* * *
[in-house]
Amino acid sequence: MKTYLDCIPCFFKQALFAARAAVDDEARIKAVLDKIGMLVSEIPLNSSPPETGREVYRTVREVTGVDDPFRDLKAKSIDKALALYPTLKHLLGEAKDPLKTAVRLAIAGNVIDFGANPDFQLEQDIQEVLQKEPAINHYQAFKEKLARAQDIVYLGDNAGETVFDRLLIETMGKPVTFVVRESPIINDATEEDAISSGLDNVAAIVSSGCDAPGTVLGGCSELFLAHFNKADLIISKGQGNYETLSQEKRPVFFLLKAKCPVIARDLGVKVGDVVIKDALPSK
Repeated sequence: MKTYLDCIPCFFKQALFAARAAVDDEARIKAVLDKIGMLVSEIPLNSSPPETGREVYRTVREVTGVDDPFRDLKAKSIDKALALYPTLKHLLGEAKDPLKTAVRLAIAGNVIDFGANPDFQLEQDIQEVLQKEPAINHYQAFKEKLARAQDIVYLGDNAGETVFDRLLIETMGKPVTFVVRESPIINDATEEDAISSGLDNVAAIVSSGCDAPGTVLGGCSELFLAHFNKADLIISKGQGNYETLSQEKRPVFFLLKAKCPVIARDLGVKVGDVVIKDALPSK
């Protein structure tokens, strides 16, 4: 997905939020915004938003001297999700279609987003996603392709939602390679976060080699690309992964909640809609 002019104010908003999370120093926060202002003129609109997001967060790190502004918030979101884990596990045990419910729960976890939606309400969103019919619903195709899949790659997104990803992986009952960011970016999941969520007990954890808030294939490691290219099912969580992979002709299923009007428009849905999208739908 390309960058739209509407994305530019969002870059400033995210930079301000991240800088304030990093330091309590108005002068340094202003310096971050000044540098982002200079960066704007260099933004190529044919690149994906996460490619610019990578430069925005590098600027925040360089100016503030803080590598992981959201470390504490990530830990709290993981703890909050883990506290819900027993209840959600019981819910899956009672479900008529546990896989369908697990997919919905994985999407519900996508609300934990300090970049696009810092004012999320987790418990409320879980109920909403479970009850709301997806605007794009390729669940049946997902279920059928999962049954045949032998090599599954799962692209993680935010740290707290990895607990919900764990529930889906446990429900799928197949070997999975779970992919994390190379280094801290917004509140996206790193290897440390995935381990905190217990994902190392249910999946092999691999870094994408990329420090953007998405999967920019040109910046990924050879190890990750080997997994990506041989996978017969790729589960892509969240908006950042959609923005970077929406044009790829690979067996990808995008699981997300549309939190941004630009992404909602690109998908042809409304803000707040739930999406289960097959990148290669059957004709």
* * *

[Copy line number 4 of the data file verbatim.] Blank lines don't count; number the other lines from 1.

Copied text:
């Protein structure tokens, strides 16, 4: 997905939020915004938003001297999700279609987003996603392709939602390679976060080699690309992964909640809609 002019104010908003999370120093926060202002003129609109997001967060790190502004918030979101884990596990045990419910729960976890939606309400969103019919619903195709899949790659997104990803992986009952960011970016999941969520007990954890808030294939490691290219099912969580992979002709299923009007428009849905999208739908 390309960058739209509407994305530019969002870059400033995210930079301000991240800088304030990093330091309590108005002068340094202003310096971050000044540098982002200079960066704007260099933004190529044919690149994906996460490619610019990578430069925005590098600027925040360089100016503030803080590598992981959201470390504490990530830990709290993981703890909050883990506290819900027993209840959600019981819910899956009672479900008529546990896989369908697990997919919905994985999407519900996508609300934990300090970049696009810092004012999320987790418990409320879980109920909403479970009850709301997806605007794009390729669940049946997902279920059928999962049954045949032998090599599954799962692209993680935010740290707290990895607990919900764990529930889906446990429900799928197949070997999975779970992919994390190379280094801290917004509140996206790193290897440390995935381990905190217990994902190392249910999946092999691999870094994408990329420090953007998405999967920019040109910046990924050879190890990750080997997994990506041989996978017969790729589960892509969240908006950042959609923005970077929406044009790829690979067996990808995008699981997300549309939190941004630009992404909602690109998908042809409304803000707040739930999406289960097959990148290669059957004709």